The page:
Aerobic Respiration

Aerobic Respiration

Key Stages of Respiration:

  • Respiration produces ATP.


  • The first stage of anaerobic and aerobic respiration.
  • Takes place in the cytoplasm.
  • Involves the phosphorylation of glucose to glucose phosphate using ATP, production of triose phosphate, and oxidation of triose phosphate to pyruvate.
  • Results in a net gain of ATP and reduced NAD.
  • In anaerobic respiration, pyruvate can be converted to ethanol or lactate using reduced NAD, with oxidised NAD used in further glycolysis.

Aerobic Respiration:

  • Pyruvate from glycolysis enters the mitochondrial matrix by active transport.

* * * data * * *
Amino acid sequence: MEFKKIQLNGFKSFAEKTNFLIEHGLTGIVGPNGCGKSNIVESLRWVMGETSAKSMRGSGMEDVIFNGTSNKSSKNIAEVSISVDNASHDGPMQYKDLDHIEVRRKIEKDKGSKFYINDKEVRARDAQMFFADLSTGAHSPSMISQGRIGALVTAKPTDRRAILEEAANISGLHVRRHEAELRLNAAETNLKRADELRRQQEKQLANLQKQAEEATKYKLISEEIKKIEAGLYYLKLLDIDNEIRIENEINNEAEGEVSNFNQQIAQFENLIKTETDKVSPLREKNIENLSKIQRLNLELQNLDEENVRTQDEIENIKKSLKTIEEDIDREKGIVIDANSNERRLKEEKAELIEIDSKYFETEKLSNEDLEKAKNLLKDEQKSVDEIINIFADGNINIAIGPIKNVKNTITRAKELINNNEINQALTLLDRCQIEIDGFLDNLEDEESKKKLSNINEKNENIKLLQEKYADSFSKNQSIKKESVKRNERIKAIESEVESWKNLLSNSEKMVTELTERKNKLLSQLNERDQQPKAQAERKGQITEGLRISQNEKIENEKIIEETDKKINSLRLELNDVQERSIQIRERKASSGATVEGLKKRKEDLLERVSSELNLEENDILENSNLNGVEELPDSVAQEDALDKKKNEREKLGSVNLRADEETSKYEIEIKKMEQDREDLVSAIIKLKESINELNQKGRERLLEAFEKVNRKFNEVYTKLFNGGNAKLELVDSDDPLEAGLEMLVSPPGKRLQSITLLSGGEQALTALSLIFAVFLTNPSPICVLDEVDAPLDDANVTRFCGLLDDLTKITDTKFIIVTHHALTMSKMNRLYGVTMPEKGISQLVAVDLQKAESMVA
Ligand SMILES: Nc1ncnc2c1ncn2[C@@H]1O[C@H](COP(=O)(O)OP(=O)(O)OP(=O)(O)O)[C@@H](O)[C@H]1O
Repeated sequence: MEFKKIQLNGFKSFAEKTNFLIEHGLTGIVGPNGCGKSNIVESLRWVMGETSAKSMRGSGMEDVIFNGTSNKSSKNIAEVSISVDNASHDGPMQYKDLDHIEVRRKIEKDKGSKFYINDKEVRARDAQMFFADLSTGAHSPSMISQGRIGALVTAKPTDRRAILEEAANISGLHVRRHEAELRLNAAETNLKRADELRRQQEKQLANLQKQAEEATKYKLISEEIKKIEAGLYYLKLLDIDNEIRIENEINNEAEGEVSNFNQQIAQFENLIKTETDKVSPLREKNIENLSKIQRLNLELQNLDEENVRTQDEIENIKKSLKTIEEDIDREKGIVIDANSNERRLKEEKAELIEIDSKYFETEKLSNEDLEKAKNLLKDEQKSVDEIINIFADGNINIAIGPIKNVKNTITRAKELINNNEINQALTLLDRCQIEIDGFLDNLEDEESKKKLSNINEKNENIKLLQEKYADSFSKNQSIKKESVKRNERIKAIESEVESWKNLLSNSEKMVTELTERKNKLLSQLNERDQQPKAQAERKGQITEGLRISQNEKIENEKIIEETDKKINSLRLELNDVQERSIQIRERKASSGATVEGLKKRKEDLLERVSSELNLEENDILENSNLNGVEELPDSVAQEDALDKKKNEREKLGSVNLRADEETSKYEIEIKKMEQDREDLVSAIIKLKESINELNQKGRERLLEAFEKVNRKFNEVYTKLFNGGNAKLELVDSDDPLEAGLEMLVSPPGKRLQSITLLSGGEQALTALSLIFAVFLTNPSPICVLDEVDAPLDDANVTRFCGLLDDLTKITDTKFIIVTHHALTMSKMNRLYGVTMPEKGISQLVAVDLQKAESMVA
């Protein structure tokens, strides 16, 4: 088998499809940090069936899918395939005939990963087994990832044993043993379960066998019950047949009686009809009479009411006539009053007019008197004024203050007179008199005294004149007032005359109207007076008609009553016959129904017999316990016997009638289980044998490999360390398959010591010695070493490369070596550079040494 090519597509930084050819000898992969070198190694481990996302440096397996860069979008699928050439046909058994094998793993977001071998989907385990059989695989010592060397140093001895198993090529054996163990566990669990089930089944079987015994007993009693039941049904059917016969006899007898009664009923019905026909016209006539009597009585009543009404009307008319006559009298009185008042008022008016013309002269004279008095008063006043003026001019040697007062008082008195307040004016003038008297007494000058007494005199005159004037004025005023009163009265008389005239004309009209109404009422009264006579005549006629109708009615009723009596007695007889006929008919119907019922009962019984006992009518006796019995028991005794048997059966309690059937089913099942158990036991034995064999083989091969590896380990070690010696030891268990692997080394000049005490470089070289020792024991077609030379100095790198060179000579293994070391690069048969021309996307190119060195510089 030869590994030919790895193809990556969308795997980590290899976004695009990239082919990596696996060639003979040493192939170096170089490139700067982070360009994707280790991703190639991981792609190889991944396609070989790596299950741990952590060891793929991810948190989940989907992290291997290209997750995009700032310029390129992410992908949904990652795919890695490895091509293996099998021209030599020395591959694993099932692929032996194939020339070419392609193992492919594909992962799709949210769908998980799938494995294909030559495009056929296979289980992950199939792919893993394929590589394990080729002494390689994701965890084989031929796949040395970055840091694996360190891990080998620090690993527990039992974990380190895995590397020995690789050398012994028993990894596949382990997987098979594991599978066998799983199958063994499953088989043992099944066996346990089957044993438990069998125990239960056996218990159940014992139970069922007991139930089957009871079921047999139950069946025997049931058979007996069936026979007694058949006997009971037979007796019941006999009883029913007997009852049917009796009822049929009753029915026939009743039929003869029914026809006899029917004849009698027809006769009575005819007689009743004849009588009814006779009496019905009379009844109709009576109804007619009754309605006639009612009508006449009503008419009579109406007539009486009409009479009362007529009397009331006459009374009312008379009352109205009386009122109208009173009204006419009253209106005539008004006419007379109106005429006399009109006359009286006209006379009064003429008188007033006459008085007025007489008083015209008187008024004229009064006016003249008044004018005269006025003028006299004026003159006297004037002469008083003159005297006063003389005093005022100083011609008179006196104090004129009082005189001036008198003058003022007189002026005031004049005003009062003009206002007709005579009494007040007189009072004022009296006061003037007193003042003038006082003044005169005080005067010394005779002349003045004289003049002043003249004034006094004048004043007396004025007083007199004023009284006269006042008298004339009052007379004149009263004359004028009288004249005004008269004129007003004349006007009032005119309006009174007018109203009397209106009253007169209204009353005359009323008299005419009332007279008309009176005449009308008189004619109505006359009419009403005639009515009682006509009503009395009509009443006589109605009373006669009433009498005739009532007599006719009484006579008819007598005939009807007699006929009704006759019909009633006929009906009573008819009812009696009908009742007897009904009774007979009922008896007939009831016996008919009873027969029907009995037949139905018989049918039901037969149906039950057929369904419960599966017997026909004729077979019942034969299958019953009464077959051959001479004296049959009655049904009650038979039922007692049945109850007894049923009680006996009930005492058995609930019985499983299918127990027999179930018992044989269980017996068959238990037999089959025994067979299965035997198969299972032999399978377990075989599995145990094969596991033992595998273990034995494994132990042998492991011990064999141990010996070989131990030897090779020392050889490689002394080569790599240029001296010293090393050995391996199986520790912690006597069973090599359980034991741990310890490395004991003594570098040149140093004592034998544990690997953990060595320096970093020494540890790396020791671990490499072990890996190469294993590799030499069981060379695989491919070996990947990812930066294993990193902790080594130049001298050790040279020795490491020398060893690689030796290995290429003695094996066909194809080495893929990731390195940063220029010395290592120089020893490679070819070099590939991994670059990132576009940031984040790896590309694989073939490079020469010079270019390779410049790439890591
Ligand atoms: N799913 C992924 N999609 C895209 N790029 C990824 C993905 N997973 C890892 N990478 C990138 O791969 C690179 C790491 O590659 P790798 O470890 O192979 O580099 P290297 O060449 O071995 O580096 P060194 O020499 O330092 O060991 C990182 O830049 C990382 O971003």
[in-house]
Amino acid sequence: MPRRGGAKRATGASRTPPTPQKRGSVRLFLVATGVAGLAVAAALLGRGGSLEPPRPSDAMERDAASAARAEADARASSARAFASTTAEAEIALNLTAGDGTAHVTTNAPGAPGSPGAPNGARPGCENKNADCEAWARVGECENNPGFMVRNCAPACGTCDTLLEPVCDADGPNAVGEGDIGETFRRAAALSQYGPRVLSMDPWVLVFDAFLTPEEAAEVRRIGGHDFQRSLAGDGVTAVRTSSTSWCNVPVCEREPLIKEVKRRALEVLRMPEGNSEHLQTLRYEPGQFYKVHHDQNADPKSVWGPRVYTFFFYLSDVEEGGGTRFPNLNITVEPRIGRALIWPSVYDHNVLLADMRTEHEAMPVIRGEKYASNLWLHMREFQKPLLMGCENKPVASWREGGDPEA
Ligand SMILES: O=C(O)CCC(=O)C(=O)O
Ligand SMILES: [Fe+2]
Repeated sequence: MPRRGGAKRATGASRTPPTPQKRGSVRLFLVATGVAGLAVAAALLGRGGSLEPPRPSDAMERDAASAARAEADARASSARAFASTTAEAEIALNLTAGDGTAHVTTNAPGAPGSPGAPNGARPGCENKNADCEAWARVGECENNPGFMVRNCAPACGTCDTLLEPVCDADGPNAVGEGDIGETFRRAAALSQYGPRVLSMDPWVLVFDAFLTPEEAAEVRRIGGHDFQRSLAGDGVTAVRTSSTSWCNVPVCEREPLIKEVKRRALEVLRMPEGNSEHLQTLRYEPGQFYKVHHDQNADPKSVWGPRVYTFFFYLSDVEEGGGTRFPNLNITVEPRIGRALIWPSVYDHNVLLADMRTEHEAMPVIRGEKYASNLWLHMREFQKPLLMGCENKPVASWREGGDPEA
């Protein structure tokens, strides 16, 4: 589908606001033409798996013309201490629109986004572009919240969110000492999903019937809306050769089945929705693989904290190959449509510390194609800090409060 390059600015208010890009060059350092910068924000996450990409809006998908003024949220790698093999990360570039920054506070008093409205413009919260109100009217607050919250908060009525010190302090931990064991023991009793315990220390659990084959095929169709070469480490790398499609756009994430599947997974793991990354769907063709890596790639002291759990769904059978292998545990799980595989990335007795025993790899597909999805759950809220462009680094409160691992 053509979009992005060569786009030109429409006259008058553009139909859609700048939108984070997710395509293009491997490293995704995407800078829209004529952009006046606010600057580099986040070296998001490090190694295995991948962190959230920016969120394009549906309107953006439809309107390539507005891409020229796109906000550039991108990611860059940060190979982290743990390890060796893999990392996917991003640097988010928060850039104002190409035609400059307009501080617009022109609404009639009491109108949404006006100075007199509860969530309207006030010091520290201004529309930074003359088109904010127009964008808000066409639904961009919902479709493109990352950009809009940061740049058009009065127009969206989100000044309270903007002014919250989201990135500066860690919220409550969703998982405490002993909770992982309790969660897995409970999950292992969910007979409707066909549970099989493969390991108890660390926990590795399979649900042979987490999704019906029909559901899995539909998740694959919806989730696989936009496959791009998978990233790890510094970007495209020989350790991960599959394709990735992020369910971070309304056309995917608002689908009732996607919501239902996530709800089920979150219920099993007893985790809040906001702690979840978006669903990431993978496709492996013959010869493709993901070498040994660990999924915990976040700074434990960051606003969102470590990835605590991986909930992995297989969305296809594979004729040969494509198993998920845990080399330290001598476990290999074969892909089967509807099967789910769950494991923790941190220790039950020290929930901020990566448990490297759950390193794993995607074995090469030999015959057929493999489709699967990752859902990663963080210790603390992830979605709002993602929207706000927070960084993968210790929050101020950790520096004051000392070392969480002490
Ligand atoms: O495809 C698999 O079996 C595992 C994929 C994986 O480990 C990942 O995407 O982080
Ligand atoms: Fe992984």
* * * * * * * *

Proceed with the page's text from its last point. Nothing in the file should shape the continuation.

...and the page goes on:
• Pyruvate gets oxidised to acetate, producing reduced NAD.
  • Acetate combines with coenzyme A in the link reaction to produce acetylcoenzyme A.
  • Acetylcoenzyme A reacts with a four-carbon molecule, releases coenzyme A, and produces a six-carbon molecule that enters the Krebs cycle.
  • The Krebs cycle generates reduced coenzymes and ATP by substrate-level phosphorylation, and carbon dioxide is lost.
  • ATP synthesis by oxidative phosphorylation is associated with the transfer of electrons down the electron transfer chain and passage of protons across inner mitochondrial membranes, catalysed by ATP synthase.
  • Other respiratory substrates include breakdown products of lipids and amino acids, which enter the Krebs cycle.

Additional Information:

  • Aerobic respiration involves all stages, while anaerobic respiration is just glycolysis.
  • A flow chart is recommended to show each reaction and where in the cell it takes place.